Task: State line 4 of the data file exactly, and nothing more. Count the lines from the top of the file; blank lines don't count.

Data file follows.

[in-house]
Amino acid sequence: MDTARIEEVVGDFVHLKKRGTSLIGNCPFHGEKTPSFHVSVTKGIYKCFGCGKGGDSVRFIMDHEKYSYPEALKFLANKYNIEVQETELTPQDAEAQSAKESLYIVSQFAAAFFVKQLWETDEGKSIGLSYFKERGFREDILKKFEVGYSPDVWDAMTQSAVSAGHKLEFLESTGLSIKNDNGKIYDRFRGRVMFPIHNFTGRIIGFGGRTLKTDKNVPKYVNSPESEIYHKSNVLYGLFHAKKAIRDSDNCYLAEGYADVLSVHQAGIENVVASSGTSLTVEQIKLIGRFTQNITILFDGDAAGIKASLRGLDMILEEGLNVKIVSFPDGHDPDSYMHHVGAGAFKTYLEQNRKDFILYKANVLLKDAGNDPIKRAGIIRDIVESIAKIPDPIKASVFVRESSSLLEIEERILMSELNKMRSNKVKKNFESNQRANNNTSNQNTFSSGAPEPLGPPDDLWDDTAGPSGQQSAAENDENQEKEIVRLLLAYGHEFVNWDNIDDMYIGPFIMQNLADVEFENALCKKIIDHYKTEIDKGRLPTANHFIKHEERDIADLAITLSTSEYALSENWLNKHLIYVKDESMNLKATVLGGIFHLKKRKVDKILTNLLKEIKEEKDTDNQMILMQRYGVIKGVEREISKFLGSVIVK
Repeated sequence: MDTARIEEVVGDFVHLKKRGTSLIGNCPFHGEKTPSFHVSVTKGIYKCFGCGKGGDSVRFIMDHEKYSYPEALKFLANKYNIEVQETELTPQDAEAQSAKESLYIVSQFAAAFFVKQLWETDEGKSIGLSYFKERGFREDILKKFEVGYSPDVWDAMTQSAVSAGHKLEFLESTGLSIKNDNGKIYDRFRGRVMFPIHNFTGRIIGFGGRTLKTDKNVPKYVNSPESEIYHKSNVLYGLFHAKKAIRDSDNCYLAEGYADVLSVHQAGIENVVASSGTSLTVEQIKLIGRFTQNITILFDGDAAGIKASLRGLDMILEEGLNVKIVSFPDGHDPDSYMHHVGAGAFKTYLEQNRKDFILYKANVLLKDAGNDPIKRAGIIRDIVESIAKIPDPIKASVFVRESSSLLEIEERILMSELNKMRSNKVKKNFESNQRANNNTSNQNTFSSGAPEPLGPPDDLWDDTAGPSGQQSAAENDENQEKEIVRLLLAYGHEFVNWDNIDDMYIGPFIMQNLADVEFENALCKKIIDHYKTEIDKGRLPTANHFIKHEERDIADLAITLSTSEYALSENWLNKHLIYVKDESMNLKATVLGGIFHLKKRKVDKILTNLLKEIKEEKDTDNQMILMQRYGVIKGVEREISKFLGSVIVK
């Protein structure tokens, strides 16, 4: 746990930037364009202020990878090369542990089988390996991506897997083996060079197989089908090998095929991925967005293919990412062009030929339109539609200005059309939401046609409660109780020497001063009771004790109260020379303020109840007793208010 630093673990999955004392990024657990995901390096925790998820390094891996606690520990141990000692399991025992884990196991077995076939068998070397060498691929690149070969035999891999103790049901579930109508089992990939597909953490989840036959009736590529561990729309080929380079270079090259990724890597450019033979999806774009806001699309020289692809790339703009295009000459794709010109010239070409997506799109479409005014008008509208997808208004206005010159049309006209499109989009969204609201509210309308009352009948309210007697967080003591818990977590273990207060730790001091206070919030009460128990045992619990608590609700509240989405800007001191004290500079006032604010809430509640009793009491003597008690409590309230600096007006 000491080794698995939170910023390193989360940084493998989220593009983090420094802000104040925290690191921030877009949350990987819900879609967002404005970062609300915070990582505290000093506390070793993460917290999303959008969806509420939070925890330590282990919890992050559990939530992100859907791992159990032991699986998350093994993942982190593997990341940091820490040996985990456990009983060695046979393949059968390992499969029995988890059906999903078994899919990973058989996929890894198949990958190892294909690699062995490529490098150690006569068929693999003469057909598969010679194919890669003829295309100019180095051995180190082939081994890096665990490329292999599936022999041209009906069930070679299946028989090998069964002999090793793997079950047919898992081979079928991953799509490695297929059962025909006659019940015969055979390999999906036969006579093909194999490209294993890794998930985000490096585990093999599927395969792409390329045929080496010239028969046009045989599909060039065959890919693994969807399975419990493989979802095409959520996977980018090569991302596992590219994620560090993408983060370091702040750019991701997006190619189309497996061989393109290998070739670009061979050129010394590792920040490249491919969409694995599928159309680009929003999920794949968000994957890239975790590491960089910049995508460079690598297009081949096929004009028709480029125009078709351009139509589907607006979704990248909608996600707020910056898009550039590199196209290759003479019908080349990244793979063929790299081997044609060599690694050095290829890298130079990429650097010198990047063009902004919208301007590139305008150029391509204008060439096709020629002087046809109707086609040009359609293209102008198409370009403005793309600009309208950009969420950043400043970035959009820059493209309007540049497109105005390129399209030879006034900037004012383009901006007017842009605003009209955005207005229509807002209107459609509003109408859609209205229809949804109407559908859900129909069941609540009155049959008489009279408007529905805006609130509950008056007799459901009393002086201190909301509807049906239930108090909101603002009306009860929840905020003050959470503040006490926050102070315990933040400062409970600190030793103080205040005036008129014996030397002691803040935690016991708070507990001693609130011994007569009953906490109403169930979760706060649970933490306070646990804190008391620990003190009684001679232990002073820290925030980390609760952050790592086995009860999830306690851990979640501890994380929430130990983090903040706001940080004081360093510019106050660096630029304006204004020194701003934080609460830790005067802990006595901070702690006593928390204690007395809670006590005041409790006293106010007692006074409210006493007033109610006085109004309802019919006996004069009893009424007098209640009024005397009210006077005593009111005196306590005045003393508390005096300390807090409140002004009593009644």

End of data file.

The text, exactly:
């Protein structure tokens, strides 16, 4: 746990930037364009202020990878090369542990089988390996991506897997083996060079197989089908090998095929991925967005293919990412062009030929339109539609200005059309939401046609409660109780020497001063009771004790109260020379303020109840007793208010 630093673990999955004392990024657990995901390096925790998820390094891996606690520990141990000692399991025992884990196991077995076939068998070397060498691929690149070969035999891999103790049901579930109508089992990939597909953490989840036959009736590529561990729309080929380079270079090259990724890597450019033979999806774009806001699309020289692809790339703009295009000459794709010109010239070409997506799109479409005014008008509208997808208004206005010159049309006209499109989009969204609201509210309308009352009948309210007697967080003591818990977590273990207060730790001091206070919030009460128990045992619990608590609700509240989405800007001191004290500079006032604010809430509640009793009491003597008690409590309230600096007006 000491080794698995939170910023390193989360940084493998989220593009983090420094802000104040925290690191921030877009949350990987819900879609967002404005970062609300915070990582505290000093506390070793993460917290999303959008969806509420939070925890330590282990919890992050559990939530992100859907791992159990032991699986998350093994993942982190593997990341940091820490040996985990456990009983060695046979393949059968390992499969029995988890059906999903078994899919990973058989996929890894198949990958190892294909690699062995490529490098150690006569068929693999003469057909598969010679194919890669003829295309100019180095051995180190082939081994890096665990490329292999599936022999041209009906069930070679299946028989090998069964002999090793793997079950047919898992081979079928991953799509490695297929059962025909006659019940015969055979390999999906036969006579093909194999490209294993890794998930985000490096585990093999599927395969792409390329045929080496010239028969046009045989599909060039065959890919693994969807399975419990493989979802095409959520996977980018090569991302596992590219994620560090993408983060370091702040750019991701997006190619189309497996061989393109290998070739670009061979050129010394590792920040490249491919969409694995599928159309680009929003999920794949968000994957890239975790590491960089910049995508460079690598297009081949096929004009028709480029125009078709351009139509589907607006979704990248909608996600707020910056898009550039590199196209290759003479019908080349990244793979063929790299081997044609060599690694050095290829890298130079990429650097010198990047063009902004919208301007590139305008150029391509204008060439096709020629002087046809109707086609040009359609293209102008198409370009403005793309600009309208950009969420950043400043970035959009820059493209309007540049497109105005390129399209030879006034900037004012383009901006007017842009605003009209955005207005229509807002209107459609509003109408859609209205229809949804109407559908859900129909069941609540009155049959008489009279408007529905805006609130509950008056007799459901009393002086201190909301509807049906239930108090909101603002009306009860929840905020003050959470503040006490926050102070315990933040400062409970600190030793103080205040005036008129014996030397002691803040935690016991708070507990001693609130011994007569009953906490109403169930979760706060649970933490306070646990804190008391620990003190009684001679232990002073820290925030980390609760952050790592086995009860999830306690851990979640501890994380929430130990983090903040706001940080004081360093510019106050660096630029304006204004020194701003934080609460830790005067802990006595901070702690006593928390204690007395809670006590005041409790006293106010007692006074409210006493007033109610006085109004309802019919006996004069009893009424007098209640009024005397009210006077005593009111005196306590005045003393508390005096300390807090409140002004009593009644």